You are not alone. There is a community of suicide loss survivors that will reach out to you and share their journey toward healing. When you're ready, check out support groups for survivors in your area here . See the resources for survivors and information on suicide at American Assn. of Suicidology , Speaking of Suicide , and Alliance of Hope for Suicide Survivors . At the latter site, you can sign up for a free, well-moderated community forum where you can pour out your heart and find a response, 24/7, including a space for the newly bereaved. Whenever survivors meet and share stories through web sites, support groups, and other gatherings, it is indeed an alliance of hope that we create together. 

I invite you to browse this blog, especially the posts from the first couple years under Archives, or by using key words in the search bar in the top left corner, for my chronicle of suicide loss. I welcome your comments or personal e-mails (see About this Blog). 

Right now, you are as hurt and broken as a person can be. Know that you will not always feel this way. Keep moving through your grief. Reach out for love and support; there's a lot of it out there.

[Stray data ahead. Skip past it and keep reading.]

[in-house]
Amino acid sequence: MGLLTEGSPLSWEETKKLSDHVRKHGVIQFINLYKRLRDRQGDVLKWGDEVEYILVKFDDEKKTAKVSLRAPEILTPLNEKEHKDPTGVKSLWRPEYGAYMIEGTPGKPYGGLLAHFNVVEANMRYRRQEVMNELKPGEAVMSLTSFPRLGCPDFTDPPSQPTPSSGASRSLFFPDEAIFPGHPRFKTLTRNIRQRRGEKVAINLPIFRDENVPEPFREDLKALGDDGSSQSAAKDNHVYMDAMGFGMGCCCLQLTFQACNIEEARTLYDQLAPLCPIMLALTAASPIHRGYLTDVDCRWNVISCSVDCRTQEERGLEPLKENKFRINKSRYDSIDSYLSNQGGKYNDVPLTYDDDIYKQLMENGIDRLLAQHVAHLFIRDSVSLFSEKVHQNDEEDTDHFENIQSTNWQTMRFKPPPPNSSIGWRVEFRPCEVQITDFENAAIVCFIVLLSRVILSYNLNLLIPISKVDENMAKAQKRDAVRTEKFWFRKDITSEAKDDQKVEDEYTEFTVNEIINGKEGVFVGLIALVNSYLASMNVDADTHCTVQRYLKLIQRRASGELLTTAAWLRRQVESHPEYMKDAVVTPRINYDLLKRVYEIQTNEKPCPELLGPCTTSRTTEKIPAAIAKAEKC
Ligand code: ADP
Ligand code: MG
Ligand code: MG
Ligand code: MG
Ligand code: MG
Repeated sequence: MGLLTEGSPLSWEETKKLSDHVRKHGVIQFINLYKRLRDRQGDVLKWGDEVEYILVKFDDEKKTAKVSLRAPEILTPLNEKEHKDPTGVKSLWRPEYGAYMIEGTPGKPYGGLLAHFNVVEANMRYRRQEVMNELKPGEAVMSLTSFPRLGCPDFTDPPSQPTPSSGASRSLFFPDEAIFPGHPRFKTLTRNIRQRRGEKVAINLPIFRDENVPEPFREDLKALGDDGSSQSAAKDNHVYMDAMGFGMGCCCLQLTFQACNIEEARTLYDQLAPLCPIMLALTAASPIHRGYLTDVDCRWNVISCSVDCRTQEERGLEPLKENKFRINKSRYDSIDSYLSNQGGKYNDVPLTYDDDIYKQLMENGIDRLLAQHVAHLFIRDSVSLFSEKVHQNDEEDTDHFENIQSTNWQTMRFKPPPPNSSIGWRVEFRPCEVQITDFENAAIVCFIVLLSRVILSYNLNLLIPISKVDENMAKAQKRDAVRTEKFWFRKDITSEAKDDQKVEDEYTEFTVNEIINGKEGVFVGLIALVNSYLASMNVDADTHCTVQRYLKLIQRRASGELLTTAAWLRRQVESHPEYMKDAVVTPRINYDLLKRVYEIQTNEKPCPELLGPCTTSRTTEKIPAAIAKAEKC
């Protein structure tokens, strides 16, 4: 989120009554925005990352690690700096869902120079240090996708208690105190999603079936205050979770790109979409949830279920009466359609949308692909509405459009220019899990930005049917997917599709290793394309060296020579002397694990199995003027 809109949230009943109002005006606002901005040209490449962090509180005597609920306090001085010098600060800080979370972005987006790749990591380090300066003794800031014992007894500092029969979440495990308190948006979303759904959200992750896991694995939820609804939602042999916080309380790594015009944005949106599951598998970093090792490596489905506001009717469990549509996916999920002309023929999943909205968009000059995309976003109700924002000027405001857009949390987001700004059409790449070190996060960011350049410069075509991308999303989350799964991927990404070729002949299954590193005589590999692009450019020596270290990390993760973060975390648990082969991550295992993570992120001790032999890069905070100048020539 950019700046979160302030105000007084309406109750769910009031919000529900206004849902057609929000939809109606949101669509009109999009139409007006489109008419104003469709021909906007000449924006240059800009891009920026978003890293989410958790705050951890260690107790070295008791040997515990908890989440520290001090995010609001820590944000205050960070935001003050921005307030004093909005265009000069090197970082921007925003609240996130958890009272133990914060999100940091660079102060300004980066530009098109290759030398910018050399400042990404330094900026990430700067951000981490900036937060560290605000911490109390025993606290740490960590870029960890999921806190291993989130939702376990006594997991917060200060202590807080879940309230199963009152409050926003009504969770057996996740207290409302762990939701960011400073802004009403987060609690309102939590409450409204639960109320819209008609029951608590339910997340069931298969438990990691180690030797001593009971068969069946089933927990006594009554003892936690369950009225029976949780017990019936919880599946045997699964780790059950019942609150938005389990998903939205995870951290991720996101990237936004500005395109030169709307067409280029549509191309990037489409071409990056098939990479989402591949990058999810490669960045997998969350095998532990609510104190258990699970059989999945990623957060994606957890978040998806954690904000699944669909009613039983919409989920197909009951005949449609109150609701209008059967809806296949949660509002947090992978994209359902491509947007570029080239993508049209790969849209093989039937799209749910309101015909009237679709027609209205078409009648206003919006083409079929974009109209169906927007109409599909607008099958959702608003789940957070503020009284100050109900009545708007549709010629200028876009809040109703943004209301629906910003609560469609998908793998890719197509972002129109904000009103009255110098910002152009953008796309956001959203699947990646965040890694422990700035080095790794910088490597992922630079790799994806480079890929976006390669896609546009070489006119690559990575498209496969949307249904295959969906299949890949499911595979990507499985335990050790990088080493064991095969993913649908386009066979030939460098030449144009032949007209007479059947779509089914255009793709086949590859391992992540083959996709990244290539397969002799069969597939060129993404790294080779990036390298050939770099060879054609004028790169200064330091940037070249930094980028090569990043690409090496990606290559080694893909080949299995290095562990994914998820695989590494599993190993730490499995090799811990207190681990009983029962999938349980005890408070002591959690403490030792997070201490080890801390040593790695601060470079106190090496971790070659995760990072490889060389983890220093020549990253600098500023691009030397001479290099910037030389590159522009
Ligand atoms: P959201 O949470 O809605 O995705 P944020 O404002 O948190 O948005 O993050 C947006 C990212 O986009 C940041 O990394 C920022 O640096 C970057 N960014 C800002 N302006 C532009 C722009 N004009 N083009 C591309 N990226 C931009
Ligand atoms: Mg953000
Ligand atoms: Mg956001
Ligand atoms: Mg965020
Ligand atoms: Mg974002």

Wishing you comfort and courage,
Susan (aka Mourning Mom)


  1. I am newly bereaved, my son died from depression 1 month ago. Your words have been so helpful. I never knew I could feel this kind of constant, consuming pain.
    Thank you.

  2. Hi Neko,
    I'm so sorry for your loss. You're right, the pain is constant and can be worse than anything you've ever experienced. I hope you'll continue browsing the blog archive to see how for most of us survivors, the pain does ease up over time though a kernel of it always stays with us. Or check out my book, "I'll Write Your Name on Every Beach," for some suggestions of mind-body exercises that I found helpful that may help you move through the pain. I hope you have support along this journey and are finding ways to take care of yourself every day.
    In shared sorrow, Susan